Sep 19, 2013

Dungeons and Dragons - Hitting the Books

I recently had the pleasure of starting a new book (all the while with plenty of other half-finished books scattered around me). The book in question was "Of Dice and Men", by David M. Ewalt. I was eager to read this once I learned it was a non-fiction book about the history of role playing games, specifically focusing on D&D, but also touching on others.

As a notoriously slow reader, and with plenty of time during my daily commutes to and from work, I picked this book up from which not only offered the book in Unabridged format, but also indicated that the book was read, in part, by the author himself.

I'm only about a quarter of the way through the book, but I'm really enjoying. The book starts off a bit clunky, with the first part focusing on the author's gaming group and the characters each plays. There's also a heavy bit of rules detail, that as a long time D&D player, I didn't need to sit through. If this was a printed or e-book, I would have probably skimmed through those parts.

Likewise, there is a great deal of what I can only think of as "flavor text", literary translations of gaming sessions. This is where the second voice actor comes in. He reads those passages with all the exaggerated histrionic performance of the disembodied DM from the old Dragonstrike video. This too, I could do a bit less with. While I understand how the rules info is needed for the uninitiated, I think these "dramatic' cut scenes do the game and the hobby a disservice. These scenes are presented with such over the top drama as to be cringe worthy.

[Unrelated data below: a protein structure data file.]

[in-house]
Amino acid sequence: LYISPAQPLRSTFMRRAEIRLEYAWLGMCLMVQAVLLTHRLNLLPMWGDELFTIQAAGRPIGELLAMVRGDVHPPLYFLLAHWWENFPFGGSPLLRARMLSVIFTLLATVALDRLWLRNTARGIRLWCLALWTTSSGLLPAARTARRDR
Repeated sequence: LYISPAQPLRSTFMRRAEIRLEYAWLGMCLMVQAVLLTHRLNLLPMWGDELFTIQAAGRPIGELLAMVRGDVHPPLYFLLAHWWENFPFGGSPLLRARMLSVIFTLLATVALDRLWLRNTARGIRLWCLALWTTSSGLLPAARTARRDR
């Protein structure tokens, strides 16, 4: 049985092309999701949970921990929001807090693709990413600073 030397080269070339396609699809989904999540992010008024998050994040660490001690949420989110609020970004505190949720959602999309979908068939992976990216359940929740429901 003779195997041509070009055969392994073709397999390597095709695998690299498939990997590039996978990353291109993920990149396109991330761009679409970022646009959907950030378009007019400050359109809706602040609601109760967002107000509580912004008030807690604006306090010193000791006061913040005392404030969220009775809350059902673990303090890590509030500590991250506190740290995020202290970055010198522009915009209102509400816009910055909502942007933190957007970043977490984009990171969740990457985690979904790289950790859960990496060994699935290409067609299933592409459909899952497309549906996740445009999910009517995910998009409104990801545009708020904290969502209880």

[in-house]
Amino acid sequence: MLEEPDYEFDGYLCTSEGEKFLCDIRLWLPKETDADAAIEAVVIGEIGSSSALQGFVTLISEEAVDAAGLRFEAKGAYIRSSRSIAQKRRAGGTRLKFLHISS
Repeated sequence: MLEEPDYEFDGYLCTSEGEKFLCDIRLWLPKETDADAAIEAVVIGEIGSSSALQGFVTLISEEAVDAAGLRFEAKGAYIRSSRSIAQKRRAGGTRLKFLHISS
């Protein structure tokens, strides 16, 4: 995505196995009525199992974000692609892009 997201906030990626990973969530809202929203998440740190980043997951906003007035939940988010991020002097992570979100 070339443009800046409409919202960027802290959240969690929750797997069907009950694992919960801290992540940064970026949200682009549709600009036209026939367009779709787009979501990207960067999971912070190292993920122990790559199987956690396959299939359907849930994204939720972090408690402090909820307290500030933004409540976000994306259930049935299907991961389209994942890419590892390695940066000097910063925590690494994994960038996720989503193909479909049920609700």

But this is not to say that this is a bad book. Once you get over the basics, and get around those cut scenes, the book takes on the history of the game, as well as the author's own history of D&D and various other games. Here the book is a great learning lesson, I had no idea of the details of how Arneson and Gygax developed the game, the details behind their own individual Greyhawk and Blackmoor campaigns. Also, hearing about the author's own past characters, or creating his own character sheets brought back delight at my own similar experiences.

I can't help listen to this book as a gamer, as a long time player of D&D, and as a geek. Outsiders listening or reading it may certainly have a different experience depending on how little or how much they can relate to, but for me, this is part history, and part memory lane. I look forward the the rest of the book, and you may well too. I heartily recommend it for anyone who's playing the game now, or played the game in the past and still has fond memories of it.